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Author Topic: Why are we (humans) not as varied in shape and size like dogs ?  (Read 10603 times)

Offline Seany

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Why are we (humans) not as varied in shape and size like dogs ?
« Reply #25 on: 11/04/2007 21:12:30 »
Pink poodles and an audio fair................cant resist!

In a Noel Coward double entendre stylee.


I'd love to be a pink poodle in panties,
and get stroked by my friends all day,
a lovely pink poodle in panties,
I wouldn't want it any other way,

With a diamond collar round my neck,
and a matrix by my side
playing with my bone,
that is sometimes hard to hide,

I'd love to be a pink poodle in panties
and play with my friends all day.

 :o

TMM



Lol :D
 

Offline JimBob

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Why are we (humans) not as varied in shape and size like dogs ?
« Reply #26 on: 12/04/2007 04:02:05 »
Any ideas what the ratio is to pure breeds to ' artificial' ones are ?

I assume there must be a ' foundation template' of a few thoroughbreds ?

Could the ratio be as high as i think it might ?.(Wild guestimate 80:20)........in that I expect there to be far more ' manufactured ' breeds than thoroughbreds !!......but what about other types of multi-variety animal ?

As far as I am aware, there is only one natural breed of dog, and that is the wolf, and everything else is an artificial breed.

Clearly, there is some variety amongst wolves, but none of that variety directly correlates to a modern breed of dog.

Trying to find a natural breed dog is like trying to find a natural breed of cow - no domestic animal is ultimately natural.

There are about 30 types of wild canines. The African Wild dog is obvious. But foxes are also Canines. There are 20+ species of foxes.  Here is what WIki.. says about the African dog:

"The African Wild Dog, Lycaon pictus also known as the African Hunting Dog, Cape Hunting Dog, or Painted Hunting Dog, is a mammal of the Canidae family, and thus related to the domestic dog. It is the only species in monotypic genus, Lycaon, and the only species in the canid family to lack dewclaws on the forelimbs. They are, as their name indicates, found only in Africa, especially in scrub savanna and other lightly wooded areas. The Latin name of the species means painted wolf and it is characteristic of the species that no two individuals have the same pattern of coat. Individuals can easily be recognized in the basis of coat patterns. The pelage is an irregular pattern of black, yellow, and white. Their coats are sparse in comparison to canids in temperate zones, and the skin is black."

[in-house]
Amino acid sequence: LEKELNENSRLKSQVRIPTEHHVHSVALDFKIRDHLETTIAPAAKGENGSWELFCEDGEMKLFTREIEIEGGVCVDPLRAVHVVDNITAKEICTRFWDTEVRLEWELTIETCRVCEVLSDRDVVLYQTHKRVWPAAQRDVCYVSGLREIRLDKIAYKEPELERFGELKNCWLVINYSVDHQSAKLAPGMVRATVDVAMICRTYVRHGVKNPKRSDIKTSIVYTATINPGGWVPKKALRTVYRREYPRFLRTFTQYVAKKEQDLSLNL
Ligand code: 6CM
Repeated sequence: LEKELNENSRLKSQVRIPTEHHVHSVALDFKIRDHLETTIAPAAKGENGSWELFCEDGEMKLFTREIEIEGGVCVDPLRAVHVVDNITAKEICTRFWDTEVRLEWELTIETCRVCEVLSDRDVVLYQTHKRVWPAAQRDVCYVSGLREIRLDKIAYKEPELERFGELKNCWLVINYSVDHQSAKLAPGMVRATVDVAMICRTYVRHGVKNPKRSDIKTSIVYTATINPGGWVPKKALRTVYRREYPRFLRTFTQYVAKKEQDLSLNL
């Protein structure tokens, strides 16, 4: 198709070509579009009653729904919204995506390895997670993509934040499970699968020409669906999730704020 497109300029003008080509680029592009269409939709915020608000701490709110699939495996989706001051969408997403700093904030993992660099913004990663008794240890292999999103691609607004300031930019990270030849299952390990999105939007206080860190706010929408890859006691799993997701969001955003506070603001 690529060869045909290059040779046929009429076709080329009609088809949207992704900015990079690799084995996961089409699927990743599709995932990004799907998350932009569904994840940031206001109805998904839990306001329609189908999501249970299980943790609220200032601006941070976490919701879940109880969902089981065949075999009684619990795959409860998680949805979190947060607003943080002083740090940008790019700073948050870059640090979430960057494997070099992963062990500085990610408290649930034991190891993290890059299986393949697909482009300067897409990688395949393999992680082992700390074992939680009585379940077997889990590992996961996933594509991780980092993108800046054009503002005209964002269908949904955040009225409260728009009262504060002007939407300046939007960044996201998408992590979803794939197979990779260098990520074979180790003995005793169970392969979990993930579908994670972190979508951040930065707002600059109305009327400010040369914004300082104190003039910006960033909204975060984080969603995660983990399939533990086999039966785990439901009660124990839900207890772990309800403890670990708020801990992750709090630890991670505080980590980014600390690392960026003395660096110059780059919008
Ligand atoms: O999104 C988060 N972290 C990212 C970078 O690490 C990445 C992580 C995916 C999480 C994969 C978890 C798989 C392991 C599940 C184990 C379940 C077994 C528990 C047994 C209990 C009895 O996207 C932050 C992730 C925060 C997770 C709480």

Offline JimBob

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Why are we (humans) not as varied in shape and size like dogs ?
« Reply #27 on: 12/04/2007 06:32:09 »
Dang! DON'T FORGET THE COYOTE!

The coyote (Canis latrans, meaning "barking dog"), also prairie wolf, is a member of the Canidae (dog) family and a close relative of the domestic dog. In have seen one here in the city. Duh!

 

another_someone

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Why are we (humans) not as varied in shape and size like dogs ?
« Reply #28 on: 12/04/2007 09:57:02 »
Foxes are indeed a different species of the dog family, but as such, they cannot interbreed with domestic dogs.

Wolves can interbreed with domestic digs, and are thus not merely a different species of the same family, they are indeed the same species, but merely a different breed.
 

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Why are we (humans) not as varied in shape and size like dogs ?
« Reply #29 on: 12/04/2007 10:01:00 »
Coyotes DO interbreed with the common dog. They are also a different species.
 

another_someone

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Why are we (humans) not as varied in shape and size like dogs ?
« Reply #30 on: 12/04/2007 10:30:36 »
Coyotes DO interbreed with the common dog. They are also a different species.

This is where we get to ambiguities about species.

If cayotes can interbreed with the common dog (and I assume can also interbreed with wolves), the why are they regarded as a distinct species (except maybe out of tradition - the first guy who saw them regarded them as a distinct species, and nobody ever corrected him - but then, if an alien first saw a Chihuahua and a Great Dane, they would probably have regarded them as distinct species also - this is why I am always very sceptical about some of the counts used for the numbers of species that exist, and thus the number of species that become extinct.
 

Offline JimBob

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Why are we (humans) not as varied in shape and size like dogs ?
« Reply #31 on: 12/04/2007 11:12:26 »
Coyotes have a much different genetic make-up than dogs. Interbreeding is allowed because of gene number - when the zygotes are able in may cases to survive. Obviously, a horse and a donkey(ass)are different species. A donkey's coat is not waterproof. Asses are still found in the wild while horses are not. But these two different species can interbreed. The result is a donkey. There is one known example of an artificial insemination cross between a lion and a tiger. Alpacas and Llamas have been interbreed by ranchers in order to obtain a finer type of wool on an animal larger in size than an alpaca. There are many other types of examples in nature where the meeting of two species has led to other species - corals, fish, etc.